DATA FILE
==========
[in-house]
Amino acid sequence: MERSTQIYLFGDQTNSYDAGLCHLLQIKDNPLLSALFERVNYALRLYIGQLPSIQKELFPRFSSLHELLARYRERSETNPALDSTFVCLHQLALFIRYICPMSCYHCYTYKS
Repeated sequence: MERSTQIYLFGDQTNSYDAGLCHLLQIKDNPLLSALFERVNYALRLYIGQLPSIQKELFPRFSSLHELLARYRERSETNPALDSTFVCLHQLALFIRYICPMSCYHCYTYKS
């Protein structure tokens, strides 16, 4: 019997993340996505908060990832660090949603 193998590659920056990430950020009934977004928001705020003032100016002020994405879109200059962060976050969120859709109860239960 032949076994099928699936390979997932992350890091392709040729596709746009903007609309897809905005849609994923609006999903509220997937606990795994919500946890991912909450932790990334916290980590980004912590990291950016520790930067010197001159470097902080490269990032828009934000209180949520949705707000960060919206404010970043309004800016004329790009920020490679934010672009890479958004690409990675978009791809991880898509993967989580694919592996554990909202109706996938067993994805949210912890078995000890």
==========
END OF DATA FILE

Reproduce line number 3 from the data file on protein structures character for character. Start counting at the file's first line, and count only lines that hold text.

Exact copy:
Repeated sequence: MERSTQIYLFGDQTNSYDAGLCHLLQIKDNPLLSALFERVNYALRLYIGQLPSIQKELFPRFSSLHELLARYRERSETNPALDSTFVCLHQLALFIRYICPMSCYHCYTYKS